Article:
A chip off the old block? Engineering Your Family History open day

The Institution’s archive is a rich source of information on engineering professionals since the 1840s, and has increasingly been sought out by both members and the general public as they look to find out about their family history.

To address this growing interest, on 23 September 2010, the Institution of Mechanical Engineers, the Institution of Civil Engineers and the Institution of Engineering and Technology archives are holding a joint open day for family historians. The event will be held at the Institution of Mechanical Engineers and will offer a rare opportunity to talk with the professional custodians of the three archives and to see the stunning Elizabethan-style library, designed by Basil Slade in 1899.

The programme includes short talks on researching engineering ancestors, the international history of engineering, technical education and engineering in wartime.

To find out more, go to http://www.imeche.org/news/archives/10-08-31/A_chip_off_the_old_block_Engineering_Your_Family_History_open_day.aspx on the Institution’s website.

Thanks to my husband for pointing this out to me.

Now all I’ve got to do is convince next week’s visitor that she’s happy to be abandoned for the day so that I can go myself!


Lothians ancestors?

Back in December I posted a comment about discovering various Scottish Registers of Aliens, especially those held by Edinburgh City Archives.  Well now you can view images from some of these registers courtesy of the LothianLives blog.

Lothianlives features images and stories from the records held by the City of Edinburgh, East Lothian, Midlothian and West Lothian archives.  If you’ve got ancestors from the Lothians, head over to http://lothianlives.org.uk to read about everything from the Edinburgh police to life in the New Town of Livingston via the German invasion of the Belgian village of Tildonk in 1914.

Thanks to Frances Woodrow over at http://ascottishaccent.blogspot.com/ for the news of this new resource.


Did you know Scotland had its own Test Act?

I was browsing the Dumfries Kirk Session Minutes indexed online at http://www.dgcommunity.net/historicalindexes/default.aspx recently and came across several merchants in August 1689 who were being appointed as deacon and elders either regretting that they had taken “the Test” or saying that they had not taken “the Test”.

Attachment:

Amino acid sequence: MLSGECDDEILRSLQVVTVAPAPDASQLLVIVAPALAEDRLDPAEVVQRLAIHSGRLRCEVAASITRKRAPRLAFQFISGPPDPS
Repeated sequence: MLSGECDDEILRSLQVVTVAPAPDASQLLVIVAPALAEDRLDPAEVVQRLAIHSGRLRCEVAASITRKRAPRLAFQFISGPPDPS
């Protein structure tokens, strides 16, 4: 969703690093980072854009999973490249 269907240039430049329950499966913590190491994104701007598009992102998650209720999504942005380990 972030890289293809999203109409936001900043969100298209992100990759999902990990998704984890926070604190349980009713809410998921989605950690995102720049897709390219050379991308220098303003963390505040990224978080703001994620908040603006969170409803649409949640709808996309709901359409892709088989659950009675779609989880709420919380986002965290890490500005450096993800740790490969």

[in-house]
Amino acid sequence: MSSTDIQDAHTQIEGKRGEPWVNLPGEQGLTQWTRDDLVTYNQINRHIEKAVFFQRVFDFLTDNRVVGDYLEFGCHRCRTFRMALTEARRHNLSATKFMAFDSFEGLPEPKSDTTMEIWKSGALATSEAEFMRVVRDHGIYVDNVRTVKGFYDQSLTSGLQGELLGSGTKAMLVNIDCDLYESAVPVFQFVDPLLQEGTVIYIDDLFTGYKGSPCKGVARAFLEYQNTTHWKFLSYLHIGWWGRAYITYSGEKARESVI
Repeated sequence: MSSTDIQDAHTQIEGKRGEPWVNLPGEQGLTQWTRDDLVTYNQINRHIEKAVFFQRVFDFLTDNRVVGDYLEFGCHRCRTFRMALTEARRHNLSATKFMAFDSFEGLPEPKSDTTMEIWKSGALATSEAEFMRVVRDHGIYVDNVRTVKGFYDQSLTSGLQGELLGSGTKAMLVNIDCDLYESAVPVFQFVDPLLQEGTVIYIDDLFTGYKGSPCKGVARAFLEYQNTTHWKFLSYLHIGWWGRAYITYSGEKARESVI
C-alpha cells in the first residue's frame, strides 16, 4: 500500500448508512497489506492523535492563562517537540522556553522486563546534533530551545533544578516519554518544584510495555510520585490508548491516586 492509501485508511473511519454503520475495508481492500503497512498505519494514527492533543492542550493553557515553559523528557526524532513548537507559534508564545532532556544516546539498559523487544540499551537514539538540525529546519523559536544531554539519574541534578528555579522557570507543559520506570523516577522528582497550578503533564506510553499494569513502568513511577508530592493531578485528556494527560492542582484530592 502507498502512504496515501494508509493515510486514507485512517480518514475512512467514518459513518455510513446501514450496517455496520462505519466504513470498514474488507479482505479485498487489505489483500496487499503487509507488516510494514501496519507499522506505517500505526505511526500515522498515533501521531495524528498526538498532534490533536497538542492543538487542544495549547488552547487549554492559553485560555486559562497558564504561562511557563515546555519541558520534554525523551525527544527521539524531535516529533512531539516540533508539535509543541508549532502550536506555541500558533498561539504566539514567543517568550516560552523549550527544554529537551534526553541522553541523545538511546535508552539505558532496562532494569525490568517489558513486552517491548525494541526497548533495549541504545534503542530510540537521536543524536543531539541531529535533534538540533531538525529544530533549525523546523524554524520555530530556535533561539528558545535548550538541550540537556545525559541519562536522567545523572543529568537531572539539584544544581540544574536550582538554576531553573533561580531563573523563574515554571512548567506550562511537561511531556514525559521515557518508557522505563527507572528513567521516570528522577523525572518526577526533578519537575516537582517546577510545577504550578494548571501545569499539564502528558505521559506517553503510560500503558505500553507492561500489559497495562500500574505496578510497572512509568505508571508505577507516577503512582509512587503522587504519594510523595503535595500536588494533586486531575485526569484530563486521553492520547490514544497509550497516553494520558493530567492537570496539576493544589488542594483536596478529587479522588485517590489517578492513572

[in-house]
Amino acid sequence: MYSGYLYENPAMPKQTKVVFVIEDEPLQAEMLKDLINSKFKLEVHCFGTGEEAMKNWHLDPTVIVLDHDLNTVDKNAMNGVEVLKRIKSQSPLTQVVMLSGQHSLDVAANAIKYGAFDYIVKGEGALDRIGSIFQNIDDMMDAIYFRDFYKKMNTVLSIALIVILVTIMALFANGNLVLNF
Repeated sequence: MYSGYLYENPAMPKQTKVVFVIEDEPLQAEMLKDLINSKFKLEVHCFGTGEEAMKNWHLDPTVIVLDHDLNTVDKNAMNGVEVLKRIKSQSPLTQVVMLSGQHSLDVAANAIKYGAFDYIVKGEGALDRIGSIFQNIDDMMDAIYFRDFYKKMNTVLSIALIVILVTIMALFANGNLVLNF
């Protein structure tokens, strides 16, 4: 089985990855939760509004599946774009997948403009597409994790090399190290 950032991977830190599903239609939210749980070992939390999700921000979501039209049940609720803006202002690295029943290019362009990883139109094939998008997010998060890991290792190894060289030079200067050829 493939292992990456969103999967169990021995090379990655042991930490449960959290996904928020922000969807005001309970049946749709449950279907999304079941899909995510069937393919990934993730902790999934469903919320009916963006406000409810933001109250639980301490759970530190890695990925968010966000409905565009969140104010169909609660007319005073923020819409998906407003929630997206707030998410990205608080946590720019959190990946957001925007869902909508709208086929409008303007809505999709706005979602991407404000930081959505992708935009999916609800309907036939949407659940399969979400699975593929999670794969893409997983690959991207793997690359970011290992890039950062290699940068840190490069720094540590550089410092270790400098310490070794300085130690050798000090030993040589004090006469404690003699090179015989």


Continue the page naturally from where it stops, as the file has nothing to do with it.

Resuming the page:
Now maybe there’s a massive gap in my knowledge, but I’d always thought that the Test Acts only applied in England and Wales so I’ve been doing some digging.  (By the way the 1911Encyclopedia at http://www.1911encyclopedia.org/Test_Acts is better than Wikipedia at http://en.wikipedia.org/wiki/Test_Act for this.)

After the Restoration, in 1662  Charles II re-introduced Episcopalianism to Scotland under the “Act for the restitution and reestablishment of the ancient government of the church by archbishops and bishops” (http://www.rps.ac.uk/trans/1662/5/9).  The Test Act in England and Wales was passed in 1672.  There doesn’t seem to have been a similar Act in Scotland until 1681 when the “Act Anent Religion and the Test” was passed (http://www.rps.ac.uk/trans/1681/7/29)

The Dumfries Kirk Session indexes only start in 1689 so I don’t know if this Test Act was causing a problem before then.  William and Mary accepted the Scottish Crown on 11 May 1689, just before these Dumfries merchants were being ordained as elders and deacons.  However given that the act applied to “all magistrates, deans of guild, councillors and clerks of burghs royal and regality, all deacons of trades and deacon-conveners in the said burghs” the merchants could have been in an embarrasing position.
The Scottish Test Act was repealed in June 1690 by the “Act ratifying the Confession of Faith and settling presbyterian church government” (http://www.rps.ac.uk/trans/1690/4/45)
The National Archives of Scotland appear to have various listings in their online catalogue at http://www.nas.gov.uk/onlineCatalogue/ :
  • Aberdeen Test – subscribed by the barons PA7/25/2
  • Caithness Test  – signed by the barons and freeholders PA7/25/8
  • Clackmannan Test – signed by the barons and freeholders PA7/25/9
  • Dumfries (Stewartry of Annandale)  – Test subscribed by the freeholders PA7/25/11
  • Dunbarton  – Test subscribed by freeholders PA7/25/12